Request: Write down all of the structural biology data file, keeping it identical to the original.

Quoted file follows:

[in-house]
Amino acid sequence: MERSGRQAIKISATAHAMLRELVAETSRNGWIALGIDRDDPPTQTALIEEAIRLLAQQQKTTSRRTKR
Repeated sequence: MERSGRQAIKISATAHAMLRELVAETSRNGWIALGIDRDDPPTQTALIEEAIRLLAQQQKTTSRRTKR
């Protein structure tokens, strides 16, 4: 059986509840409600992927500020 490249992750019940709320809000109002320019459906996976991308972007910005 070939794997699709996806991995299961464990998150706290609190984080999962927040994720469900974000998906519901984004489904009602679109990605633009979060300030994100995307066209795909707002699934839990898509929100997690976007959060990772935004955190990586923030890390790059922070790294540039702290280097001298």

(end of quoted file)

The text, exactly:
[in-house]
Amino acid sequence: MERSGRQAIKISATAHAMLRELVAETSRNGWIALGIDRDDPPTQTALIEEAIRLLAQQQKTTSRRTKR
Repeated sequence: MERSGRQAIKISATAHAMLRELVAETSRNGWIALGIDRDDPPTQTALIEEAIRLLAQQQKTTSRRTKR
């Protein structure tokens, strides 16, 4: 059986509840409600992927500020 490249992750019940709320809000109002320019459906996976991308972007910005 070939794997699709996806991995299961464990998150706290609190984080999962927040994720469900974000998906519901984004489904009602679109990605633009979060300030994100995307066209795909707002699934839990898509929100997690976007959060990772935004955190990586923030890390790059922070790294540039702290280097001298």